Feeling Dumb about Artificial Intelligence (AI)

Writer: 
Andrew Sheng

There has been so much hype about AI that rock star historian turned futurist Yuval Noah Harari thinks that Man (Homo Sapiens) will evolve into Homo Deus – almost god-like through technology and science conquering famine, war and possibly even death (Vintage Books, 2015). 

We used to suspend belief through science fiction, until large parts of the gadgets that we watched in Star Trek in the 1960s have all become reality.  With the ability of computers to beat the best human Go champion, science fiction is becoming reality.  The computer AlphaGo can not only learn from humans, but play and learn from games against itself.  The machines are getting smarter than all of us.

The reason why Star Trek and other Sci-Fi movies are so popular is because they explore in an entertaining way all the moral dilemmas of science.  Will robots end up killing their makers?  When we intervene in a new planet, do we not kill off or change irreversibly their life forms?  As science and technology advances to the point where we can edit our genes, we can create either extended life or new monster Frankensteins.

The first thing to remember about AI is that it is a derivative of human intelligence.  AI is the result of cumulative human knowledge, with each discovery, each process, each innovation, each new institution leading to the opening of new fields of knowledge.  We are at the edge of an explosive field of new knowledge.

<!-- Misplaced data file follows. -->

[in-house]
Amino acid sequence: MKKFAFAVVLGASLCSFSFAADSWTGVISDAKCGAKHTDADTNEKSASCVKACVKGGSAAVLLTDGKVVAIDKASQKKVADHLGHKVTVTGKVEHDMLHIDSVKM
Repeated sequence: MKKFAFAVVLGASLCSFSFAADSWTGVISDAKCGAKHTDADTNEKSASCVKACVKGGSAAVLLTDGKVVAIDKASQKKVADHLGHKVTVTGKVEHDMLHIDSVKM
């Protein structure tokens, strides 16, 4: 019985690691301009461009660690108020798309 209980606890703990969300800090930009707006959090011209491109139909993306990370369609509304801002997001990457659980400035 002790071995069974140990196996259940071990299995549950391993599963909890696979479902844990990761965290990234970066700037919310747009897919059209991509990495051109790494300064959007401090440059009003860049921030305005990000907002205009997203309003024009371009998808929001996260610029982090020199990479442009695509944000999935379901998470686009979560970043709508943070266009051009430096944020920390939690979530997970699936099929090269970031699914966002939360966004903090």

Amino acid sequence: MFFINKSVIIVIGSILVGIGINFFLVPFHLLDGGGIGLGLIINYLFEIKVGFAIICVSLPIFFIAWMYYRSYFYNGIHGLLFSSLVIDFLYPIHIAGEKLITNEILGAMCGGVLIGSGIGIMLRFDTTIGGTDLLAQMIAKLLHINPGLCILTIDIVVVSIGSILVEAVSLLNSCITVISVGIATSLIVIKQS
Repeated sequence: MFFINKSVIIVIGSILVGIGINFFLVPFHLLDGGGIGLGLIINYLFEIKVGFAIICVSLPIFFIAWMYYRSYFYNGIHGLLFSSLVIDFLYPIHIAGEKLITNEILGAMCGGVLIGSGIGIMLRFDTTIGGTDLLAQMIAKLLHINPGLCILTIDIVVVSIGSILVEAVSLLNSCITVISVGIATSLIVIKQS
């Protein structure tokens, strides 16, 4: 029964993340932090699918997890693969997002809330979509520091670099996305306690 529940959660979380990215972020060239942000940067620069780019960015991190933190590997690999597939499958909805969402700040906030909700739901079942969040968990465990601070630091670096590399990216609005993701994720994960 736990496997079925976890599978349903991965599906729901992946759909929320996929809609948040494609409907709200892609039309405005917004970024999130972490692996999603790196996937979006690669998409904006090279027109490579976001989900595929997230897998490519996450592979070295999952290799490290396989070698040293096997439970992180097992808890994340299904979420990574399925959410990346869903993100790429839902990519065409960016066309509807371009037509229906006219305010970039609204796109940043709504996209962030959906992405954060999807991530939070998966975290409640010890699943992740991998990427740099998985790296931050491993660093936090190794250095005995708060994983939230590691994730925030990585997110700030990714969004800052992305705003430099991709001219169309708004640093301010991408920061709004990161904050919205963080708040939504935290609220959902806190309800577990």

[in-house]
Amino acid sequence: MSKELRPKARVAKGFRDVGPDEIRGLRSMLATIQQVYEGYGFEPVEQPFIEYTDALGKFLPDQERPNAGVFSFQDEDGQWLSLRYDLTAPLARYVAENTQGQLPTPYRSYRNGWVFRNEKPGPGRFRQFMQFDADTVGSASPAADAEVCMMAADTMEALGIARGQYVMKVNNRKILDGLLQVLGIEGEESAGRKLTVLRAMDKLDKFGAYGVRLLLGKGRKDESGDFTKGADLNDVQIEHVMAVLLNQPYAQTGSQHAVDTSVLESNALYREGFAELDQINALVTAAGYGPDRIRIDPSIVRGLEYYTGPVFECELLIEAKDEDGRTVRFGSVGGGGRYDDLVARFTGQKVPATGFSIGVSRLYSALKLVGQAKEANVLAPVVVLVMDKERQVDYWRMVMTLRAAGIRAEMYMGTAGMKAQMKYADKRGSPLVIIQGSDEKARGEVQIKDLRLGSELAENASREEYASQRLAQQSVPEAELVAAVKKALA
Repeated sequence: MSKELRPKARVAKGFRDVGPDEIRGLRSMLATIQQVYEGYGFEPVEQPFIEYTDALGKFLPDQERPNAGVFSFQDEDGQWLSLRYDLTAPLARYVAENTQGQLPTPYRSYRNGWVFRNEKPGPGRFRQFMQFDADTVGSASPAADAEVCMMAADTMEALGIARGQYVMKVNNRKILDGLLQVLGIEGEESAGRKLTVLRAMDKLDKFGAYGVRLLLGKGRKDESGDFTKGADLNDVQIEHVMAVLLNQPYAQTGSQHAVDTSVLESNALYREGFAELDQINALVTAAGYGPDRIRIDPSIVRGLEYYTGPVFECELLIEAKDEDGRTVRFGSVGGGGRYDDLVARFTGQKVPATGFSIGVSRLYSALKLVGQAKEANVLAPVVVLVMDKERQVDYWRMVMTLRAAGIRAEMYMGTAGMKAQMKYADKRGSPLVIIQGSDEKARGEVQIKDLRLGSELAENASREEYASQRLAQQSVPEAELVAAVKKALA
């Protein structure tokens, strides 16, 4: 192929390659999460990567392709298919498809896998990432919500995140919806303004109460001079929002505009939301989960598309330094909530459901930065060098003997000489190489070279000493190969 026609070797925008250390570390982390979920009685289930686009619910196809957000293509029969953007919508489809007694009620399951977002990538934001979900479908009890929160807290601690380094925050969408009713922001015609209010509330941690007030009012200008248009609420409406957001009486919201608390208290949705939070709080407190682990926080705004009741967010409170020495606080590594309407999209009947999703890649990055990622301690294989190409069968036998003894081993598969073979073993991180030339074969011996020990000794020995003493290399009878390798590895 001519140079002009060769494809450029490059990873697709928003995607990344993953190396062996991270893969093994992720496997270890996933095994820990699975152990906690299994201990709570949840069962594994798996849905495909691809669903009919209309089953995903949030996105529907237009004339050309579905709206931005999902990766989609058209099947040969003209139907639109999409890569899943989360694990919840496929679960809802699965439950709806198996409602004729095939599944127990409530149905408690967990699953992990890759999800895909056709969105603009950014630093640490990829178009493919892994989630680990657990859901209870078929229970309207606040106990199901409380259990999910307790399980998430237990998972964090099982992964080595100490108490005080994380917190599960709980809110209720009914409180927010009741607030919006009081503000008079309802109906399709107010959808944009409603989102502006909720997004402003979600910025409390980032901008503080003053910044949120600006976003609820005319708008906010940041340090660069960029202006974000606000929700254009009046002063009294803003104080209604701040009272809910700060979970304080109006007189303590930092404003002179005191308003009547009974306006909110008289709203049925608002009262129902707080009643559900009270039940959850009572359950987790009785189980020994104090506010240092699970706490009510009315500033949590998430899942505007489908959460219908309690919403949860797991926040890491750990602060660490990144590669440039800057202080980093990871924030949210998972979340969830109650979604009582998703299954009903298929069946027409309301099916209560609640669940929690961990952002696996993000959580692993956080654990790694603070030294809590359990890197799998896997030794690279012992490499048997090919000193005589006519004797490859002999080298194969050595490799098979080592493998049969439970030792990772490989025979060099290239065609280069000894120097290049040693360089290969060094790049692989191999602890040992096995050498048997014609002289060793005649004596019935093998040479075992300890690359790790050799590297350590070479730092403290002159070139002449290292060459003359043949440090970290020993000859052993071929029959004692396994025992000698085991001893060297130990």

Current artificial intelligence is the discovery that knowledge advances through algorithms, defined as “a methodical set of steps that can be used to make calculations, resolve problems and reach decisions” (Hariri, 2015, pg. 83).  You can programme a computer or robot a set of algorithms, learning to learn and learning to adapt.  Perhaps computers can even learn how to identify and write algorithms. 

The first thing you should remember is that human beings evolve through learning and adaptation.   That AI evolved from HI (human intelligence) is exactly like humans inventing the first dumb tool, then a smart tool.  Today, the smartphone is the “one device to rule them all”....paraphrasing Tolkien’s Lord of the Rings.  Indeed, the iPhone is already loaded with sensors to read maps, monitoring your heartbeat and steps for health and Siri can answer your dumb questions, with often dumb answers!   You don’t need a smart car full of things that you need to program from scratch.  You simply need to plug in your smartphone to rule your car.  Whether you master the full capacity of your iPhone is another matter.

The speed of AI and technology in general has been such that there are even those who think that this is end of manufacturing, and therefore the end of manufacturing in China.  Extrapolating in a linear fashion is the common mistake that futurologists make.   History does not evolve in a straight line, but is shaped by conflicting and cooperative forces the drive the evolution in a non-linear manner.